PositiveThe New York Times Book Review...[a] funny and charming new novel ... Gregory writes with humor and charm, offering up a rollicking and quick-paced plot tailor-made for summer, but what makes the novel magical is his exploration of what it means to harbor these gifts ... At times, Gregory speeds us through moments that should be lingered over or leaves loose ends untied. Other ends he ties too tightly ... But as with all novels, choices must be made, and the danger of creating such an enjoyable world is that it leaves a reader longing for more. In his acknowledgments, Gregory writes, 'None of it’s real, folks.' But his best trick is to make you believe it is.
PositiveThe New York Times Book ReviewThe setup is practically foolproof, but that shouldn’t discount Tulathimutte’s talent for comedy. A funny situation doesn’t always lead to funny writing, and Tulathimutte frequently proves his ability to nurse laughs even from dire, awkward, uncomfortable situations, not just from explicitly amusing ones ... At times, Tulathimutte overextends the joke: One character claims not to have an email address, which seems far-fetched for this generation. And he can take too much pleasure in ridiculing millennials, Internet trolls and even people sincere in their efforts at self-improvement. Then again, it’s a comedy — and one that is, in all respects, emotionally engaging and more than satisfying.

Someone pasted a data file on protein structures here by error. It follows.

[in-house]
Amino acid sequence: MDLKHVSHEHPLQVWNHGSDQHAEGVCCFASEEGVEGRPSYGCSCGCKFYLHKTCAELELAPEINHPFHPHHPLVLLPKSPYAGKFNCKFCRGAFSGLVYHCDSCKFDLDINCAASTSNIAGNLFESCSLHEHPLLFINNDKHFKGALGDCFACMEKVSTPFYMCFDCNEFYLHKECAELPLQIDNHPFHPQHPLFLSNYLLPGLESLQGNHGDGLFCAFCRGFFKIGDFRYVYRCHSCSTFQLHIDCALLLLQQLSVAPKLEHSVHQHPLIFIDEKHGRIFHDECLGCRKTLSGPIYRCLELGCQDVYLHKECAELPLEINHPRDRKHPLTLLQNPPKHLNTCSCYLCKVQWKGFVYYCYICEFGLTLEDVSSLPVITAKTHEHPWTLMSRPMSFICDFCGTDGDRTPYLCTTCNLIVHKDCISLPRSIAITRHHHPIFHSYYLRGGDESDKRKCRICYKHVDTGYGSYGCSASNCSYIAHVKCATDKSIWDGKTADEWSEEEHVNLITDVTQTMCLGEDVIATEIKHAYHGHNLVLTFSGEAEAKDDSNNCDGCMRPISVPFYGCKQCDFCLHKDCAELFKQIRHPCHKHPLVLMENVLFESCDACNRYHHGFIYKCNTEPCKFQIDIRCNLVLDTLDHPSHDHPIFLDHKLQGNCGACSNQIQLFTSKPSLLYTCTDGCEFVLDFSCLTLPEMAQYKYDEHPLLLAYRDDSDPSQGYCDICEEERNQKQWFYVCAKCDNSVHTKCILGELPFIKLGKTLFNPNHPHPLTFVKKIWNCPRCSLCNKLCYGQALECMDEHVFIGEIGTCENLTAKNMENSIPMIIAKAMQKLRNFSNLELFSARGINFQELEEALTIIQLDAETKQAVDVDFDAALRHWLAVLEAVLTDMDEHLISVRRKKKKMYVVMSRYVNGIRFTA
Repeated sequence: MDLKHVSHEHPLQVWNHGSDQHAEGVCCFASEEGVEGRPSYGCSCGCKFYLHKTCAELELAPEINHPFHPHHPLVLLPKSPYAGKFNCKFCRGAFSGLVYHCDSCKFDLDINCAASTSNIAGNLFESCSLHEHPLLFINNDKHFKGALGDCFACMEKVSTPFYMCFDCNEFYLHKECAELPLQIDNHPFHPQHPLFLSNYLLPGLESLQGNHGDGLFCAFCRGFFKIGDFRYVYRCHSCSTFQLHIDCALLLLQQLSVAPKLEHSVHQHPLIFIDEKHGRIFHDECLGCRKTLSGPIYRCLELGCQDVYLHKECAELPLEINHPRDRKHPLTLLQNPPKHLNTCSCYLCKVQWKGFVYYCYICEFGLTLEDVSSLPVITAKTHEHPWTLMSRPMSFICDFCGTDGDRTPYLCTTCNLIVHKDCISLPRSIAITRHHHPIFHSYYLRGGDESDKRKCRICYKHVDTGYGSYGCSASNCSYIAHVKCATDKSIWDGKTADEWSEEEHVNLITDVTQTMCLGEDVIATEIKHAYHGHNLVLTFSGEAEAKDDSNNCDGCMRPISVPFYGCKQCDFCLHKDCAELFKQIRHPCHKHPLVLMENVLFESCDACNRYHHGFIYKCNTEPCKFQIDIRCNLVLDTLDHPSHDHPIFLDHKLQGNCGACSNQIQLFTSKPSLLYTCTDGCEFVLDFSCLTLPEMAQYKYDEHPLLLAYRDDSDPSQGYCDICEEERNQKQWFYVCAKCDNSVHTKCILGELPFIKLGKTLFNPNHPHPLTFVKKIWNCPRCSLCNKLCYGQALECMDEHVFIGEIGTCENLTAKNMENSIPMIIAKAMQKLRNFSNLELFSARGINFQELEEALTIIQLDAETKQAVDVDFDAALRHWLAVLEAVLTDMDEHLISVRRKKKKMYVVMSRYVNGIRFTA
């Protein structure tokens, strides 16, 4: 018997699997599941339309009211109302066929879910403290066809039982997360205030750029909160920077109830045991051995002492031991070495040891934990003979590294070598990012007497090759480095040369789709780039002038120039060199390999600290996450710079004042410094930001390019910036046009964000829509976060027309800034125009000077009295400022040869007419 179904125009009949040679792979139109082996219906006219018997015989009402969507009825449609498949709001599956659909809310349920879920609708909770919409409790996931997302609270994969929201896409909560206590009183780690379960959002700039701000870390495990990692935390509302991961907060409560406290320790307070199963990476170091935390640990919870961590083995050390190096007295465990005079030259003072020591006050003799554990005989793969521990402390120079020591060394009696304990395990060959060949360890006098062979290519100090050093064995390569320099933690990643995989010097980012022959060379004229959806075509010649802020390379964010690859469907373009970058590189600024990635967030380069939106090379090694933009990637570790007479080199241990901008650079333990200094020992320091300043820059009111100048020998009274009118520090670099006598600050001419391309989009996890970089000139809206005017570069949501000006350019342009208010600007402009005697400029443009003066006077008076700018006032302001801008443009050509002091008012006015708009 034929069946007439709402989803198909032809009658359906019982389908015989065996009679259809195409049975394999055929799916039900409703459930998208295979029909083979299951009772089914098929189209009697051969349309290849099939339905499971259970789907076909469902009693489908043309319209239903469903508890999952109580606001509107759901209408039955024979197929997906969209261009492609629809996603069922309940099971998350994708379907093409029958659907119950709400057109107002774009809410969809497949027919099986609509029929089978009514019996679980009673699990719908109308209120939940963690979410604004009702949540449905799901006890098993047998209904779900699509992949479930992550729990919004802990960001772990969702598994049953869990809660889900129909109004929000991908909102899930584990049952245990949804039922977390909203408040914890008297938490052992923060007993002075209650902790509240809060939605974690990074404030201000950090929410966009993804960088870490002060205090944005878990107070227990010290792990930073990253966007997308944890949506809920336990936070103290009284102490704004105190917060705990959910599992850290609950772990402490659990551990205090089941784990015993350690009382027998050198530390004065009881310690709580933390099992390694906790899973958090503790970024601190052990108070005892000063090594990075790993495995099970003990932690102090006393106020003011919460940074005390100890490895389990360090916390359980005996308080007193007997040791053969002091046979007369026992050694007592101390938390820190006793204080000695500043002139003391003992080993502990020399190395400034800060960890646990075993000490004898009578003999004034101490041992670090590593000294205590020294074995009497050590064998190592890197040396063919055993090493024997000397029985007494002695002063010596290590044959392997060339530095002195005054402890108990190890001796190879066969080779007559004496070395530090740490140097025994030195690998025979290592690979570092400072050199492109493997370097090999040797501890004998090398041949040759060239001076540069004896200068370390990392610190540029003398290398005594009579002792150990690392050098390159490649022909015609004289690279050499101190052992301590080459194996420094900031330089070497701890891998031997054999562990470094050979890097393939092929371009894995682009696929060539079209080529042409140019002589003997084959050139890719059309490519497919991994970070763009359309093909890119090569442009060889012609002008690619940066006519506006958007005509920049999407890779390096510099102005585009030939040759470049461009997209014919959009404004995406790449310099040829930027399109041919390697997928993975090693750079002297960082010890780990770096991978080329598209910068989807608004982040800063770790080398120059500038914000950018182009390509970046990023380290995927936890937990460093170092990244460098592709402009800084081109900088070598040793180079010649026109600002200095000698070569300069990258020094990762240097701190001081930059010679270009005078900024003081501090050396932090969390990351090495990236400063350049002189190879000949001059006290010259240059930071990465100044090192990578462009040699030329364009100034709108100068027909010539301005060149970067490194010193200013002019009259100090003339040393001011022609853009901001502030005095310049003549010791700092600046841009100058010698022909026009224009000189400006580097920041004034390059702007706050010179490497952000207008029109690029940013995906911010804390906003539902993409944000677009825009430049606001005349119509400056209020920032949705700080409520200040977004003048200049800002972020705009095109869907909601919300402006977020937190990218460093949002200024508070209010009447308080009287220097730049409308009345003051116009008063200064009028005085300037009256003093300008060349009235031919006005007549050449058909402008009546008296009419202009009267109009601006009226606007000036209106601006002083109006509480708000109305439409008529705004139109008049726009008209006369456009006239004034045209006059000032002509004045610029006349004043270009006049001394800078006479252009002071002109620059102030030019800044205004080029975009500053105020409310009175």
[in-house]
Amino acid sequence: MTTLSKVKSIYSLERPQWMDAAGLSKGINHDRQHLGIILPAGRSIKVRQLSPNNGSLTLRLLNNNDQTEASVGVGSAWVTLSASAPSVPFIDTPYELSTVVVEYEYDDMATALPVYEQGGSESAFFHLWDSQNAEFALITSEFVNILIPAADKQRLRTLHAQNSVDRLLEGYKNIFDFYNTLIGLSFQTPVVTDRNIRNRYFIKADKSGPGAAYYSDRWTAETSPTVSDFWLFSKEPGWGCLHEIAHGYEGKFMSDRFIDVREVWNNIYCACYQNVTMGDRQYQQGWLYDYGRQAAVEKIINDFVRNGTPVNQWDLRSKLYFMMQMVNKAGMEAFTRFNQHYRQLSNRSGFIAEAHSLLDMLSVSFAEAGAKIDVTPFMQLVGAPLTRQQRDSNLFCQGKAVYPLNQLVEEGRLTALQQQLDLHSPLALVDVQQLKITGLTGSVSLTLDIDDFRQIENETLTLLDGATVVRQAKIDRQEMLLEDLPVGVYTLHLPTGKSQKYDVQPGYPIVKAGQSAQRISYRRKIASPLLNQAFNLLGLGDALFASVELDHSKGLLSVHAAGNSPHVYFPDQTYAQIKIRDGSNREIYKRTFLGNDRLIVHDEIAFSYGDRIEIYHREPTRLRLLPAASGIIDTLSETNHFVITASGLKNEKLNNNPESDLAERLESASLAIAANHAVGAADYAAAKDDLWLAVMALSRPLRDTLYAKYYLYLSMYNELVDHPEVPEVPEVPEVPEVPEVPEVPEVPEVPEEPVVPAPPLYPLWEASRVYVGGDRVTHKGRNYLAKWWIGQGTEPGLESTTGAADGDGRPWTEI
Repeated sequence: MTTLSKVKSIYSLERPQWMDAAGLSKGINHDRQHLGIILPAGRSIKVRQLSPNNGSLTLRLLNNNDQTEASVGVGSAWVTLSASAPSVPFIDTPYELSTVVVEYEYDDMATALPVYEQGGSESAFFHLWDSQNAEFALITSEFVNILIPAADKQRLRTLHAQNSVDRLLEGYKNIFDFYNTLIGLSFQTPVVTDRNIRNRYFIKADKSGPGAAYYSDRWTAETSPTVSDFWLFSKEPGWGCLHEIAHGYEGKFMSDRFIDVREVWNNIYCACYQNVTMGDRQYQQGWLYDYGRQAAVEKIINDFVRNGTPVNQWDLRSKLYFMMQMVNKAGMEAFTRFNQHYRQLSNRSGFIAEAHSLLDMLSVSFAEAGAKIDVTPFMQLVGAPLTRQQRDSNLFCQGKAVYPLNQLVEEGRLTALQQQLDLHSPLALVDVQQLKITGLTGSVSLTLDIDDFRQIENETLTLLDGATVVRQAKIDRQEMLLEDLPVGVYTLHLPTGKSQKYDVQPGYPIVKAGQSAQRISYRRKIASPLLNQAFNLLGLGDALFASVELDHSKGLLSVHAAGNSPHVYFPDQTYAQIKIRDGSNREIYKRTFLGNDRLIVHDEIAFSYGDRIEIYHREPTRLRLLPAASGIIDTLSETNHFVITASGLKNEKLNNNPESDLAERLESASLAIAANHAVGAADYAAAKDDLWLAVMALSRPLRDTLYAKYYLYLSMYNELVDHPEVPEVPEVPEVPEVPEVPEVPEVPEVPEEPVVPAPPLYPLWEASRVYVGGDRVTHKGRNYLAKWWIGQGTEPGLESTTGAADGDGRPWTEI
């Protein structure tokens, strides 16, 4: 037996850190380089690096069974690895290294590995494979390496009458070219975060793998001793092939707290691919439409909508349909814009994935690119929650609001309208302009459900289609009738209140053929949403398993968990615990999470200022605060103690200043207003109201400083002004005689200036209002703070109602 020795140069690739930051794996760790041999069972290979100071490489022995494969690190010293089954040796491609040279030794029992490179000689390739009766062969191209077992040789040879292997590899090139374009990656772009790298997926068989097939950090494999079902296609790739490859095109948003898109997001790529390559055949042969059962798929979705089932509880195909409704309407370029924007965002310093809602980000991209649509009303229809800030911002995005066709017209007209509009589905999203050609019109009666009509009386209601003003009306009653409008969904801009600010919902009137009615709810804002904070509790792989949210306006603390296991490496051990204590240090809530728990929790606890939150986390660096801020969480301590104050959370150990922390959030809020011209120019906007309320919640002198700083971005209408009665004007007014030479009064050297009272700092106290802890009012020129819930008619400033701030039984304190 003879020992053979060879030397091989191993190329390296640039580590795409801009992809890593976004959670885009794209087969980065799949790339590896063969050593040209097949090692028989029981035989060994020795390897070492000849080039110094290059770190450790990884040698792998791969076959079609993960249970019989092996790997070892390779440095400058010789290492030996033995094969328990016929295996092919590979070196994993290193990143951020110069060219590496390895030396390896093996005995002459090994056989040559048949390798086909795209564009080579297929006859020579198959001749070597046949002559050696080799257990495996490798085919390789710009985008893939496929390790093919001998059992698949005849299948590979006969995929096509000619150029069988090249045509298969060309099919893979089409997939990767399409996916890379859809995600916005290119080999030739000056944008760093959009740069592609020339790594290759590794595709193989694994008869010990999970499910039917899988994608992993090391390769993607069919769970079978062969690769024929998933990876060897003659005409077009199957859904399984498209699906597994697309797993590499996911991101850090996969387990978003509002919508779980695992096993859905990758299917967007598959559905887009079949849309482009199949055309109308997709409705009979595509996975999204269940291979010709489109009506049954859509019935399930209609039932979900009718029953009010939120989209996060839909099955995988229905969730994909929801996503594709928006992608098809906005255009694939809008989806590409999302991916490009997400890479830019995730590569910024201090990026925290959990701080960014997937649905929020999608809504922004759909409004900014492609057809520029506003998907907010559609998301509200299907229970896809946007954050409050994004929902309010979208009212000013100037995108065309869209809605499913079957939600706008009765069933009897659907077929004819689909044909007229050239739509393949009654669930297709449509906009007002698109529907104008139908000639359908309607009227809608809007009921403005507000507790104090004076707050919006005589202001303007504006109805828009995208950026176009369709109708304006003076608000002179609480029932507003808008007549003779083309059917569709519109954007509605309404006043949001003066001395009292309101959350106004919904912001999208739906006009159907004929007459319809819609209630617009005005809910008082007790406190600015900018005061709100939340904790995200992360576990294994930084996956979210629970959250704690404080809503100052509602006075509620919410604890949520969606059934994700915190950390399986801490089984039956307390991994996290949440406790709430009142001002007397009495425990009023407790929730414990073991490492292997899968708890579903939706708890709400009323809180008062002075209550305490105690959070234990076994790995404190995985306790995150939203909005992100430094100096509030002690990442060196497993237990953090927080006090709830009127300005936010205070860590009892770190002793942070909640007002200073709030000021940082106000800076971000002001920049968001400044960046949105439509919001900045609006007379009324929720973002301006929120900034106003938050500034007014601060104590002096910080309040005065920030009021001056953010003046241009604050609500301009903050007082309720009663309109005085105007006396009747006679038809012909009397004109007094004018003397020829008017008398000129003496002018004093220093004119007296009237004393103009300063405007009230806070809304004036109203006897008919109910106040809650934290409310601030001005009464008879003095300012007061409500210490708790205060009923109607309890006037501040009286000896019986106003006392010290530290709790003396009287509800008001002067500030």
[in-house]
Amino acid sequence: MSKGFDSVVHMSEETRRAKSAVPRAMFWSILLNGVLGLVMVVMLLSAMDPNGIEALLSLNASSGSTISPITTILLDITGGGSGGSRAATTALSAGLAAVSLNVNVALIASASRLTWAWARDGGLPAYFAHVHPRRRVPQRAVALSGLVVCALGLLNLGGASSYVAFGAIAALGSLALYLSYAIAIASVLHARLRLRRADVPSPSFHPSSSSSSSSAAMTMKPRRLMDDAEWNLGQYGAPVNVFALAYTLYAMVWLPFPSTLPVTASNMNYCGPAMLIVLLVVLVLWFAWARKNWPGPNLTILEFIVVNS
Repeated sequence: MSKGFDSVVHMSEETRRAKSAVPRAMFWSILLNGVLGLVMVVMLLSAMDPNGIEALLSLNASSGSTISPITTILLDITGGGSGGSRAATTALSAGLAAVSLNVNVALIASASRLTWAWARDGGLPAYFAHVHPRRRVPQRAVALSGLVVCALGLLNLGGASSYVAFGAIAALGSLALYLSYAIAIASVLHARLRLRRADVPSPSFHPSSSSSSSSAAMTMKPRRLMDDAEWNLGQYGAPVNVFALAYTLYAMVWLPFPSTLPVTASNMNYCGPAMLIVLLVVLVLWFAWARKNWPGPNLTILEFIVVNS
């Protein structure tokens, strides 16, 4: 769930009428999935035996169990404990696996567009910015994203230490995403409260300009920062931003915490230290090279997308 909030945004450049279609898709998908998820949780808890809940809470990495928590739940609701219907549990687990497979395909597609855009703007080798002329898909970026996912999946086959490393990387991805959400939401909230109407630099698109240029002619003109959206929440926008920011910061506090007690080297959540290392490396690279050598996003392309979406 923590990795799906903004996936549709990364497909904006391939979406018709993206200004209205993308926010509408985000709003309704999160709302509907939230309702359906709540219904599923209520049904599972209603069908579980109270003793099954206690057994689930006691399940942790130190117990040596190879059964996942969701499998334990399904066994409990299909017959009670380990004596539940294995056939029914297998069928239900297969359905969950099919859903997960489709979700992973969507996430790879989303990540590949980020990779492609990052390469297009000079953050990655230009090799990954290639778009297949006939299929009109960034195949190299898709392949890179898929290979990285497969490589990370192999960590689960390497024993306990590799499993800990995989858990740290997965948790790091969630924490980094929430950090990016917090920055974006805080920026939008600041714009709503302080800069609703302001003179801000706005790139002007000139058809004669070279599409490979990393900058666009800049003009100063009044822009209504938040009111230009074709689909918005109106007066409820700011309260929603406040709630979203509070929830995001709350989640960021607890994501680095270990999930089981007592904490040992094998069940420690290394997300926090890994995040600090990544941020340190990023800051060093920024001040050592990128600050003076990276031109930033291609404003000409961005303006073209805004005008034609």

PositiveThe New York Times Book ReviewAt every turn, Ruff has great fun pitting mid-20th-century horror and sci-fi clichés against the banal and ever-present bigotry of the era. And at every turn, it is the bigotry that hums with the greater evil.